Passport Sunday promotes laughter, community – The Vacaville Reporter

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Clear skies, lush landscapes, laughter and flowing wine.

Such was the long-awaited return of Passport Sunday.

The event, organized by the Suisun Valley Vintners and Growers Association, included nine venues, 12 wineries, live music, food trucks and a chance to explore the often overlooked Suisun Valley.

Friends and families turned out in droves to soak up the sun and sip a variety of local wines.

At Suisun Creek Winery, large black and white striped umbrellas fluttered in the breeze as attendees tucked into charcuterie boards and sampled a selection of wines, including a refreshing Verdelho whose fruitiness seemed fresh from the orchards.

At Mangels Vineyards, a performer sang on the terrace as visitors clustered on chairs and benches, sipping glasses of, say, strawberry-infused Malbec while catching up on each other’s lives. Meanwhile, many have made their way to the table displaying wonderful preserves from the Erickson Ranch, thinking of gifts for themselves and, perhaps, Mother’s Day.

The gathering was lively at Suisun Valley Co-Op, with crowds mingling at the bar and outdoor lounges. The installments were numerous, the greetings friendly.

Grabbing their cups, friends Frances Brooks and Lauren Bailey of Vallejo reminisced about past Passport Sundays.

“We met six years ago at this event,” Bailey pointed out. So when they heard that Passport was starting up again, the friends planned to go.

“It’s so much fun,” Brooks shared. “And it’s a wonderful day today. It’s just a beautiful day, a big event.

Other crowds gathered at Wooden Valley Winery, trying the new Rosetta, a dry wine, which was specially poured that day. Not yet available to the public, the wine was nevertheless on hand for passports to try.

A band performed rousing classics on a nearby stage as a Hawaiian-inspired food truck offered island-style dishes such as Spam musubi, sliders and tater tots topped with pork and kalua cheese.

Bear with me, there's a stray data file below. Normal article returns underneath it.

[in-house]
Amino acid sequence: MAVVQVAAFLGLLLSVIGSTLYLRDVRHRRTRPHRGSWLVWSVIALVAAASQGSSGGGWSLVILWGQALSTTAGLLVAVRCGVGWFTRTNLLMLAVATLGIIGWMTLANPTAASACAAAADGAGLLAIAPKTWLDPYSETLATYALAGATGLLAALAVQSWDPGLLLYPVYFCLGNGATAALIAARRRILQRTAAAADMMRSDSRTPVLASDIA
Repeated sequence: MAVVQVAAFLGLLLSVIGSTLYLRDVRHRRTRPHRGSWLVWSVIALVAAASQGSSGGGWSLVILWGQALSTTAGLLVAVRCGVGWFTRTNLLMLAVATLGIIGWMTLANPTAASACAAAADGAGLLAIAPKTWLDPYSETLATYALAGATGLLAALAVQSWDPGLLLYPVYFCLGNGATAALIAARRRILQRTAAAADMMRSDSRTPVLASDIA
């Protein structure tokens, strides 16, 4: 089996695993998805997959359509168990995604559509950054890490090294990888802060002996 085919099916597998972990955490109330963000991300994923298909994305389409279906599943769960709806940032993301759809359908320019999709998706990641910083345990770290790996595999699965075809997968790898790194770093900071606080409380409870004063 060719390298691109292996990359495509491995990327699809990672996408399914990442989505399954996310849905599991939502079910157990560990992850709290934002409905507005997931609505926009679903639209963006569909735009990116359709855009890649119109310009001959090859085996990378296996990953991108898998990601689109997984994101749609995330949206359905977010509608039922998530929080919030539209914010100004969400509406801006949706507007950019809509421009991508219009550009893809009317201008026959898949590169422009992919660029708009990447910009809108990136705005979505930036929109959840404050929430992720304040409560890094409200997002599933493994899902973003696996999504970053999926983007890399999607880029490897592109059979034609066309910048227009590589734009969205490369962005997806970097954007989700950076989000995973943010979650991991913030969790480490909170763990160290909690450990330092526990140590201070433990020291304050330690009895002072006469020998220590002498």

Near the stage, Lerato Childs from Suisun City, Nicole Obasuyi from Sacramento and Marie Garie from Suisun City chatted and laughed before finally venturing out to dance.

Garie, wearing a long yellow dress and eager to dance, shared some important information.

“I just turned 63,” she said, pointing to the stage and wishing for faster beats. “I have to drop it like it’s hot!”

In the end, she did, drawing a crowd as she rocked the dance floor.

At Tenbrink Vineyards and Tolenas Winery, attendees wandered the sprawling property and sampled dishes from Eat Food Familia. Lots of tight glasses of a crisp and flavorful Assyrtiko, a white Greek grape variety native to the island of Santorini in Greece. Or a Tolenas favourite, Eclipse, a light and refreshing pinot noir.

BackRoad Vines at the 360 ​​Village drew crowds, as did the soft opening of Caymus-Suisun Winery across the street.

The latter, slated for a grand opening in May, featured towering palm trees, glass walls and gorgeous views.

Many ended the day at the Suisun Valley gas station, where they danced around a large stage and moved from table to table hugging friends old and new.

The Jelly Belly Visitor Center also participated, offering a special chocolate and wine experience.

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